Slim Mint Ultra-Thin RFID-Blocking Wallet, AS-SEEN-ON-TV, ID Theft Protection, Easy to Carry, Reach Cards & Cash with a Touch of a Button, Aluminum Outer Shell, Crush-Resistant
About this deal
I take it out of the box, and it feels like a plastic POS product. Does not seam sturdy at all and I wonder if the RFID even works. It does not hold a lot of card.
The commercial makes it look like this wallet can hold a mountain of items, so I wanted to put that to the test. I attempted to load it with seven paper business cards, six plastic cards, an ID, and six bills – which is shown in the advertising. The first thing I noticed was the middle section, made of what felt like cheap plastic, did not impress me. It’s this middle piece that the Slim Mint gets its name from, and it’s disappointing.
Four days into using it, I started experiencing issues with the clasp. It just didn’t want to snap shut properly, even though I only had a few items in it. This makes me question the wallet’s long-term durability. The Verdict So long story short, it does the job and as long as you aren't going to try and put dozens of things in it, you should be happy with it as a replacement for whatever you have now. Again, I wish it were thinner, but you can't have everything, right? I spent five days on a birthday trip to Washington, D.C., where I was able to take the wallets with me while scootering, traveling by Metro and on ride-hailing services, and doing lots of walking.
Holds Your Stuff: other slim wallets may reduce bulk, but they also reduce the amount you can put in your wallet. Slim Mint is ultra-thin, but allows you to carry all your stuff, from cards to cash and your ID! Even with the ones i could get in the wallet, it was not easy to access. With the ridge you can push the side and fan it out to get the card you want.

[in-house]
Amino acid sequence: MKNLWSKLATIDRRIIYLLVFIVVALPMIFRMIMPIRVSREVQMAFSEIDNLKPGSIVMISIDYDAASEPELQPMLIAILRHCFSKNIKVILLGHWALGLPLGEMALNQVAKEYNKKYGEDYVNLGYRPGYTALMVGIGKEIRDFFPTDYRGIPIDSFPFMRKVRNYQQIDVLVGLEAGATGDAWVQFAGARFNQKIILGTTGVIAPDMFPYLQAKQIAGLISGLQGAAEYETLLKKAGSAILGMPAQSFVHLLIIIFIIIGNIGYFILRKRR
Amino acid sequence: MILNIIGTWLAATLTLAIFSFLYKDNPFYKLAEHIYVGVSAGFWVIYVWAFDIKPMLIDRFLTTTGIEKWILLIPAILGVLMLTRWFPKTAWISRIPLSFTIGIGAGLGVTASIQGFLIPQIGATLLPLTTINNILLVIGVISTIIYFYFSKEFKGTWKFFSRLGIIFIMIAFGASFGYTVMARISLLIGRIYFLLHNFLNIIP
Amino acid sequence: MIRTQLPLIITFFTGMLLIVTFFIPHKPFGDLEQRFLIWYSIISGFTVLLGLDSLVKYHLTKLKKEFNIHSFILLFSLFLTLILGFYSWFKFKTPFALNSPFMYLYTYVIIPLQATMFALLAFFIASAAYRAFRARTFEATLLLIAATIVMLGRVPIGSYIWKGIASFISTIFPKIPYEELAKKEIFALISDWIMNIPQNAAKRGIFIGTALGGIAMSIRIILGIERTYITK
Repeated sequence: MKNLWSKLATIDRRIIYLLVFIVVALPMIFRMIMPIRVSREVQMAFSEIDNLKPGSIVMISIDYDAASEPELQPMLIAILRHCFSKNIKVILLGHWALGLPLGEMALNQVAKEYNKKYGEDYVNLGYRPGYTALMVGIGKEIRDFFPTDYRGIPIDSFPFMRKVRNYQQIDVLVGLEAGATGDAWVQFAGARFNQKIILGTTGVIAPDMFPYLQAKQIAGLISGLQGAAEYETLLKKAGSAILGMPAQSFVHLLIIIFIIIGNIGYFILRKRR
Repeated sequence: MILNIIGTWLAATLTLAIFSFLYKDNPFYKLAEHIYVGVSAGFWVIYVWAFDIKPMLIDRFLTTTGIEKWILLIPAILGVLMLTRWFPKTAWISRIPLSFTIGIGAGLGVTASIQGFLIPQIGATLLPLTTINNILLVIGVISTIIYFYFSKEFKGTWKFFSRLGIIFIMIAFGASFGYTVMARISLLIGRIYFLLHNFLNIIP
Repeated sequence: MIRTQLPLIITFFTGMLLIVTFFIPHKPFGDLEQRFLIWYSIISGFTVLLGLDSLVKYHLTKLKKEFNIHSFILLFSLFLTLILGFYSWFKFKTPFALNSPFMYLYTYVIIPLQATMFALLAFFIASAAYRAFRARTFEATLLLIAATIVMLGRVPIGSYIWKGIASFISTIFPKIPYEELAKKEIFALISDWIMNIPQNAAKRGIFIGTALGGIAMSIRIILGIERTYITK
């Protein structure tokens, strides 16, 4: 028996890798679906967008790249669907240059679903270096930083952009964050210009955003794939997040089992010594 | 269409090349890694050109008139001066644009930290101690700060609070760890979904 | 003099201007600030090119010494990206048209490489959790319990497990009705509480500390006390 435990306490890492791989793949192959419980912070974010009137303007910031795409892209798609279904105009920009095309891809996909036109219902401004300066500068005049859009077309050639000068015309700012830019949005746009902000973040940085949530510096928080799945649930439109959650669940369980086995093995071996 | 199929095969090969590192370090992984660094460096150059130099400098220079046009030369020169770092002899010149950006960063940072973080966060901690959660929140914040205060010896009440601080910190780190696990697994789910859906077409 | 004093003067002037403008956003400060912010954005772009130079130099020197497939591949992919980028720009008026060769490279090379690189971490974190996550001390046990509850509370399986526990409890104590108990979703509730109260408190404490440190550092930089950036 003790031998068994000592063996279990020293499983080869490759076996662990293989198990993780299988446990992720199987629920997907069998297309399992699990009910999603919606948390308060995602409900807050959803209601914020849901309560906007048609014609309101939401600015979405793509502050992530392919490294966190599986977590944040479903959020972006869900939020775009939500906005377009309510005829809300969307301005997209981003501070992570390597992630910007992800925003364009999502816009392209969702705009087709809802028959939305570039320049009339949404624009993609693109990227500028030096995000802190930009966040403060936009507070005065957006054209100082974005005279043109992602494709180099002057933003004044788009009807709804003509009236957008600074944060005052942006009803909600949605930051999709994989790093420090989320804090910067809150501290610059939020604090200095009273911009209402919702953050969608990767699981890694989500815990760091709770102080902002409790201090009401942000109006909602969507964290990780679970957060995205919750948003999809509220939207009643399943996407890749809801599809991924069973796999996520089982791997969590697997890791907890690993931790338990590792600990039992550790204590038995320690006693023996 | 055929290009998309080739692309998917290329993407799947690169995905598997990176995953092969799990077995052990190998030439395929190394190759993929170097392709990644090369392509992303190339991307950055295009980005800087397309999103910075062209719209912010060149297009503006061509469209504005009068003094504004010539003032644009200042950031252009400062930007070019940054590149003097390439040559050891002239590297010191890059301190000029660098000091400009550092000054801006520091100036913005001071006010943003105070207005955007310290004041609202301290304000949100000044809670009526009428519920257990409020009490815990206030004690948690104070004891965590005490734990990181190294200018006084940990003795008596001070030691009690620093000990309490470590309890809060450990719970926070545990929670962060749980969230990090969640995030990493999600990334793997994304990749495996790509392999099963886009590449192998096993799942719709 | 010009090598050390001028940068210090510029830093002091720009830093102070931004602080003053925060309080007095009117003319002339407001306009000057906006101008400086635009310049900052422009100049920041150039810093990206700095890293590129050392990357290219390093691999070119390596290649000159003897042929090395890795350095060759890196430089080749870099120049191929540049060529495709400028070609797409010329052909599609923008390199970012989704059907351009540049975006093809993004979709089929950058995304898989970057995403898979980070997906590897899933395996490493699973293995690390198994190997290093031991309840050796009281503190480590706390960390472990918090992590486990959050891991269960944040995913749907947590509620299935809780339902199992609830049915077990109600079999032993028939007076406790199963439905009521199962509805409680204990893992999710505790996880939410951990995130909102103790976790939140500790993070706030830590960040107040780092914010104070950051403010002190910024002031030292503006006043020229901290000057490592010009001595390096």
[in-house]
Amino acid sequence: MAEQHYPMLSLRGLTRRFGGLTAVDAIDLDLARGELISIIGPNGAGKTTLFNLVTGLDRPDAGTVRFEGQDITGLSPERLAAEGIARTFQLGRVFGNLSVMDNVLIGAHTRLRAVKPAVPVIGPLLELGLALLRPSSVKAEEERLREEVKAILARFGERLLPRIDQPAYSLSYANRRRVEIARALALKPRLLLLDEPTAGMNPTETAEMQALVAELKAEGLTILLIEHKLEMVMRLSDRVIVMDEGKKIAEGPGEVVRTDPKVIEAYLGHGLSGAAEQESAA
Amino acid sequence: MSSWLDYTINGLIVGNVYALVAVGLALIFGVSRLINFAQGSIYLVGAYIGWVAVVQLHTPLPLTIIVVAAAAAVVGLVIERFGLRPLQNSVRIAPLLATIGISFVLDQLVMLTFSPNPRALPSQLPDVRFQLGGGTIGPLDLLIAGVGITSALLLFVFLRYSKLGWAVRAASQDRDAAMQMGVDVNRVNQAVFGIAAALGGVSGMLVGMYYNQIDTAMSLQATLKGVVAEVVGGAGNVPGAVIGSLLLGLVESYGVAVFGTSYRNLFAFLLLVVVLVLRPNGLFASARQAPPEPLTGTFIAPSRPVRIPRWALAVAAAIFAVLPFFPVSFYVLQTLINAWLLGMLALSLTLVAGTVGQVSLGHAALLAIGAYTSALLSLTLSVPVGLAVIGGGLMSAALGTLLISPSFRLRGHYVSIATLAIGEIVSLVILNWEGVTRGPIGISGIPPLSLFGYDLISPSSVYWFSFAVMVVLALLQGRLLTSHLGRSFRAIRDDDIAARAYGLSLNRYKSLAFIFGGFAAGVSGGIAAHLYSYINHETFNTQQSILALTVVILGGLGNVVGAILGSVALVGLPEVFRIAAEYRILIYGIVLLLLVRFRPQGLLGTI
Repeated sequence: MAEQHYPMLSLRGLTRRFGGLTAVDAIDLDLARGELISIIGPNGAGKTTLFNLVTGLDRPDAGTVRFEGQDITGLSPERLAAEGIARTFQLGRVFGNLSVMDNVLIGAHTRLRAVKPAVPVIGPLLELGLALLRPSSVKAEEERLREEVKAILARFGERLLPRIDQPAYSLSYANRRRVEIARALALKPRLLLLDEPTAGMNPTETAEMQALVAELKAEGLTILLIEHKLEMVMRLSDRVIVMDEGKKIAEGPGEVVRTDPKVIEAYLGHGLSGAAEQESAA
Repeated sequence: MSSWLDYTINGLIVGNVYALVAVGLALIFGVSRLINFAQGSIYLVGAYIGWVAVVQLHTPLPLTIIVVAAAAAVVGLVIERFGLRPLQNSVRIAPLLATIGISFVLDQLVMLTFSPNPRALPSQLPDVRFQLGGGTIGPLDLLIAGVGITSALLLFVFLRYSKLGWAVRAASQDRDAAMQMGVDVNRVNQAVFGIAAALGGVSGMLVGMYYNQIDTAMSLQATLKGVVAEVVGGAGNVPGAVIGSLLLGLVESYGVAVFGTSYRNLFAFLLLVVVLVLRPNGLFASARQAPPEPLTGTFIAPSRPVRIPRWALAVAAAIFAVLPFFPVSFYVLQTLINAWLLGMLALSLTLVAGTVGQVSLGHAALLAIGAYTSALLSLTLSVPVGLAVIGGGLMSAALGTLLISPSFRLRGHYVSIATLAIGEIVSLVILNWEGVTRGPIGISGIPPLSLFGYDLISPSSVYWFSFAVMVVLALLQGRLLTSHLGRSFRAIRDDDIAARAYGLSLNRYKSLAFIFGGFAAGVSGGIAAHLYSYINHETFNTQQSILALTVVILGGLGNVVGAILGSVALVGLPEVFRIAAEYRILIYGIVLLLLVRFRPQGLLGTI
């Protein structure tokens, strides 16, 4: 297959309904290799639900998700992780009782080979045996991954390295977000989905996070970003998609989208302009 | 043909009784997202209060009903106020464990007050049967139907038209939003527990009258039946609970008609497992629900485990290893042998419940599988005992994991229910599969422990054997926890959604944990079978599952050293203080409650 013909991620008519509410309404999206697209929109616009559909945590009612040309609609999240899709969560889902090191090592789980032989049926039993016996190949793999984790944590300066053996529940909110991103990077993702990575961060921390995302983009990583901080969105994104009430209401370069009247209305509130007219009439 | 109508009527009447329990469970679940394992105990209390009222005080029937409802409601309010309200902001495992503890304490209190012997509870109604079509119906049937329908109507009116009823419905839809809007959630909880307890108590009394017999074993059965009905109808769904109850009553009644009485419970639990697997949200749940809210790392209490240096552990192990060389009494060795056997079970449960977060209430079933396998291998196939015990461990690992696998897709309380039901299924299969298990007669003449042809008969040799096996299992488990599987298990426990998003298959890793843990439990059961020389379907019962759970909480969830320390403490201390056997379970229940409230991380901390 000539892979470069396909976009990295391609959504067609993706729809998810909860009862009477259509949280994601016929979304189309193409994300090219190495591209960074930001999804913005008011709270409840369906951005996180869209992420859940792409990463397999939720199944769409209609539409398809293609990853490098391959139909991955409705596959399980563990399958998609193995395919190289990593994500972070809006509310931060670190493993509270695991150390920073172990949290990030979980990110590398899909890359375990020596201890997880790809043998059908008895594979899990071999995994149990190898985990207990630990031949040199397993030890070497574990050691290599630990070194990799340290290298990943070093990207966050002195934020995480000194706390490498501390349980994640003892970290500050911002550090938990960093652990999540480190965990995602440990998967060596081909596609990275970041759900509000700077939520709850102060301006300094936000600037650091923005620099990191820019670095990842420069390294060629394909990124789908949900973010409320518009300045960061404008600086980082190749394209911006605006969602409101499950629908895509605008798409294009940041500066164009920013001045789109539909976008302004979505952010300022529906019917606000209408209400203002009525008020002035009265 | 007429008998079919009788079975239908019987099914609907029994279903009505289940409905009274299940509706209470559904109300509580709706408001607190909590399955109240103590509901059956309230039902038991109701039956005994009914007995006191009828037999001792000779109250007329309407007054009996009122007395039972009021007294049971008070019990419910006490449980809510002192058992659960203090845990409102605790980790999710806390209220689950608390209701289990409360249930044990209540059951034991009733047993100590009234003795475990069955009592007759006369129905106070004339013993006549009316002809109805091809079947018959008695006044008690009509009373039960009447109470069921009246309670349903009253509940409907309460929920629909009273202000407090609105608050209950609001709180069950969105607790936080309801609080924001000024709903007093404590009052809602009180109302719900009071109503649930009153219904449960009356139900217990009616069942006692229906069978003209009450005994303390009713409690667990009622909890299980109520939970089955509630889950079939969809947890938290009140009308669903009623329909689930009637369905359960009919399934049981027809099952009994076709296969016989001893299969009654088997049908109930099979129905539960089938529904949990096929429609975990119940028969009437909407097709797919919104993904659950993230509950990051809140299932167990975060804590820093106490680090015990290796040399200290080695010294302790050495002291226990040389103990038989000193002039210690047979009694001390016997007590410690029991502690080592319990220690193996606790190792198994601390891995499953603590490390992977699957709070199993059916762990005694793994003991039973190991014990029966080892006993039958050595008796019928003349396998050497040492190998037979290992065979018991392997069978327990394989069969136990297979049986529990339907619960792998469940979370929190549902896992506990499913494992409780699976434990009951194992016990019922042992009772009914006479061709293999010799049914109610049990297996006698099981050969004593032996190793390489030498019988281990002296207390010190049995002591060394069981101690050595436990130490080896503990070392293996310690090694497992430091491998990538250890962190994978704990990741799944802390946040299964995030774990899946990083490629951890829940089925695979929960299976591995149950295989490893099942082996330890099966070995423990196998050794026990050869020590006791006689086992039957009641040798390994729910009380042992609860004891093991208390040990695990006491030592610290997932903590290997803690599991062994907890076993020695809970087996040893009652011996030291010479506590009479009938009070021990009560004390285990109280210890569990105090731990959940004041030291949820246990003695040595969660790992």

So, would I recommend the Slim Mint Wallet? It has its merits, but the cons, especially the unreliable clasp, make it hard to fully endorse. If you’re looking for a unique layout and don’t mind the clasp issue, it might be worth a try. Otherwise, there are plenty of other wallets out there that are more deserving of your hard-earned cash. Although most wallets are marketed only to men, Bruce says he’s seeing wallet retailers offer more gender-neutral products, and although it sometimes is just a color offering meant to appeal to women, that might be one area the wallet market could expand. "It’s certainly becoming less gender-defined than it was 10, 20 years ago," he says. I saw the add on Television. I use the Ridge RFID and was happy with it, but i liked the Idea of an enclosed wallet. Big mistake.
A good wallet, Bruce says, should last about five or six years, at least. Some manufacturers, he said, offer a 2- or 3-year warranty. Bellroy and Secrid, for instance, have a 3-year and 2-year warranty on wallets, respectively. The Trayvax I tried has a 65-year warranty, and The Ridge is covered for its lifetime. Bruce says that AirTag wallets are getting popular, as are wallets that integrate carrying a phone with a battery charger that serves as a mobile case, but "they’re either too big or not good enough to charge your phone, and there’s no middle ground."Go with something smaller," Smith says. "You carry around a device that pretty much has your life on it. What else do you need a wallet for? I carry one form of ID, two cards, AAA, and my insurance card. And that’s it." Whipping out a Costanza wallet overflowing with years-old receipts and foreign currency is less than ideal when it comes time to pay. The solution is simple—get a slim wallet. Slim wallets come in a variety of styles from tactical to traditional using leather, aluminum, or ripstop nylon. The question comes up of whether our inevitable march toward digital-everything might someday spell the death of the wallet market entirely.